This may come as a shock to some of you, but I have a history of stalking.

It’s true, as soon as I meet someone new, provided I remember their name or something about them, I will Google them, Facebook them, Twitter them, and proceed to find out as much as I can about them via the magic of the Internet.

It’s only when this comes up in conversation that I remember not everyone does the same. Sure, some people do it when they are about to go out on a date (to make sure they other person is not a real stalker, no doubt) or before purchasing a big-ticket item from someone on Craigslist. The extent of my curiosity has raised more than a few eyebrows, however, and though I understand the arguments to the contrary, I think that making information about yourself available and being able to find out information about others is a step forward for society, not a step back.

But first, let’s address the issues people usually have with my stalkerish ways.

One argument that often comes up is that it takes some of the mystery out of meeting someone. The investigative process that once took years can now take minutes, and all those fun little idiosyncrasies might be outed prematurely. What will you talk about if you already know what bands they like, politicians they hate, and have already seen their photos from their trip to the Grand Canyon?

Another argument goes something like this: as more information about you becomes available online, the less control you have over your reputation. If there is a vehicle (like Facebook) available where people can post photos of you and tag them with your name, those photos are much more likely to show up in search results, thereby staining your otherwise spotless reputation.

My issue with both of these arguments is that they don’t consider 1) the direction the world and its relationship with technology is going, 2) the benefits that come with the baggage of having a ‘brand you’ online, and 3) that having a hands-off attitude toward the Internet and its impact on the real world can be much more harmful than taking the time to use it thoughtfully.

It’s undeniable that as the global populace becomes more and more comfortable with the Internet and other technologies, styles and customs and people are changing as well. This is an invention that changed the global economy, and at the same time it has changed our vernacular and religions and how we read maps and just about everything else in the world. To think that by not putting information about yourself online you will keep that information secret is a false assumption. Similarly, to deny yourself access to the same flow of information that everyone else has access to hurts no one but you. To be out of the loop is not romantic, it’s foolhardy.

Think of all the things we have today that are made possible by technology. GPS. One-click purchasing of just about anything from your mobile phone. Video games that operate by reading your brain waves. It’s incredible, really, but to get the full benefit from these technologies, in many cases you have to sacrifice a portion of your anonymity. You cannot take full advantage of 23andMe‘s at-home DNA test without spitting into a cup and sending it off to be analyzed in a lab. That in itself could be construed as pretty violating to some, but even more value can be gained by making your genetic information available on their partner-site, Ancestry.com. It’s like karma: the more you give, the more you get.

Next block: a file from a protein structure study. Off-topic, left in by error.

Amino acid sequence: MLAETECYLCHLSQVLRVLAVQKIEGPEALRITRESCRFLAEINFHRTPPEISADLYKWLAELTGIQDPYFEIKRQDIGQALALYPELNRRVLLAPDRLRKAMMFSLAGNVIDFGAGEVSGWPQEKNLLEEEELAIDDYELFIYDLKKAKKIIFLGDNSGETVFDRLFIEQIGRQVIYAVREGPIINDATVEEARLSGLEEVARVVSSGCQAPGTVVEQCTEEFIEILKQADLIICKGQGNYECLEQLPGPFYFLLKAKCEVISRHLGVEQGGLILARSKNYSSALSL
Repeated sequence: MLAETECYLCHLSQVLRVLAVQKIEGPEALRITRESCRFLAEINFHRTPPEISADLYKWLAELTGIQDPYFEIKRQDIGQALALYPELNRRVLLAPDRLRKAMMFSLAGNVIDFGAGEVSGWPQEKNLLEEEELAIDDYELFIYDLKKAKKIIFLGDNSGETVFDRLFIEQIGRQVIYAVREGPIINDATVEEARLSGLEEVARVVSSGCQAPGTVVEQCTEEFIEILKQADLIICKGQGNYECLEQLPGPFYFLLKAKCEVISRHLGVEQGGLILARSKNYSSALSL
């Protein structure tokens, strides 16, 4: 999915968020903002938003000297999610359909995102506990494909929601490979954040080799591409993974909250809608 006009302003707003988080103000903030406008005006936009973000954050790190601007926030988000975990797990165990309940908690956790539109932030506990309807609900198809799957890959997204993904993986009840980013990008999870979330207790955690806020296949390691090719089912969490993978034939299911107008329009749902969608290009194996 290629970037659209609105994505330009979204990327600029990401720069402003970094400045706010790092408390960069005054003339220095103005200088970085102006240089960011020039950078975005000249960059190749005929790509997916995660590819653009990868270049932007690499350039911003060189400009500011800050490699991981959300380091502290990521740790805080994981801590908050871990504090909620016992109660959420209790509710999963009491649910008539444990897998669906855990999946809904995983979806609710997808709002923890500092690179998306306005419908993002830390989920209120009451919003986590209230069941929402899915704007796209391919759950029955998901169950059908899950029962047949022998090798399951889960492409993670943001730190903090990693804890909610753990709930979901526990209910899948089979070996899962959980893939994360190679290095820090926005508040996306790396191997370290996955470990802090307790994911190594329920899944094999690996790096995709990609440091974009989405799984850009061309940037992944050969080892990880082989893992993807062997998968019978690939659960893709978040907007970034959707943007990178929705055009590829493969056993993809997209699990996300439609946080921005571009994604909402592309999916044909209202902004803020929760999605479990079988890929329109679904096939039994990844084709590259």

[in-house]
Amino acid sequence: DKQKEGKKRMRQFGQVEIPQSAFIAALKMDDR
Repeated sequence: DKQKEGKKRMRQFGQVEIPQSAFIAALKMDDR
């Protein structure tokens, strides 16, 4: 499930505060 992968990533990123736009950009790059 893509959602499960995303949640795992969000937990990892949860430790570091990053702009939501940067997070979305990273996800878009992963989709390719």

Think of it! You can find people who are related to your by having your DNA analyzed, from home, and then connect with relatives you didn’t know you had online through a social network. We live in the future, people, but if you aren’t willing to give a little and contribute to the global information wiki, then you miss out on the premium fruits of humanity’s labor.

Finally, by not playing an active role in the flow of information (especially as it relates to you), your personal brand can suffer. Anything negative or untrue will go unchallenged, either because you don’t know about it or because you don’t have enough of a reputation online to challenge it with authority. It’s a big responsibility, and perhaps not one that you would have chosen to take on, but if you do care what is attributed to your name, the reality is that you had better play at least a small part in the digital sector lest you should be left without recourse because of your disinterest.

Update: May 15, 2016

Thankfully, a lot of the pushback against technology that I describe above is no longer true. Or at least not true in the same way.

There’s actually a more organized front that runs counter to the always-on networks we’re all plugged into, but that counter-movement exists largely because we all use these networks so much, not because we fear and don’t understand them. People take digital sabbaticals because they’re always one their devices, not because they’re afraid of Facebook.

That said, I still think the arguments about owning your online brand are quite valid. Many of us are online, but don’t use the tools available well, which tends to offer you just as little defense against the dangers of identity theft and reputation attacks as not being there to begin with.

Much better to understand the tools, use them just enough to assume ownership of your identity, and maybe put out a few tendrils to ensure you have access to opportunities should they arise, and then establish boundaries so that you aren’t overwhelmed by the options available: turn off most notifications, block contacts from people who aren’t relevant to your life, post only when you have something to say, and so on. Own the technology, don’t be owned by it.


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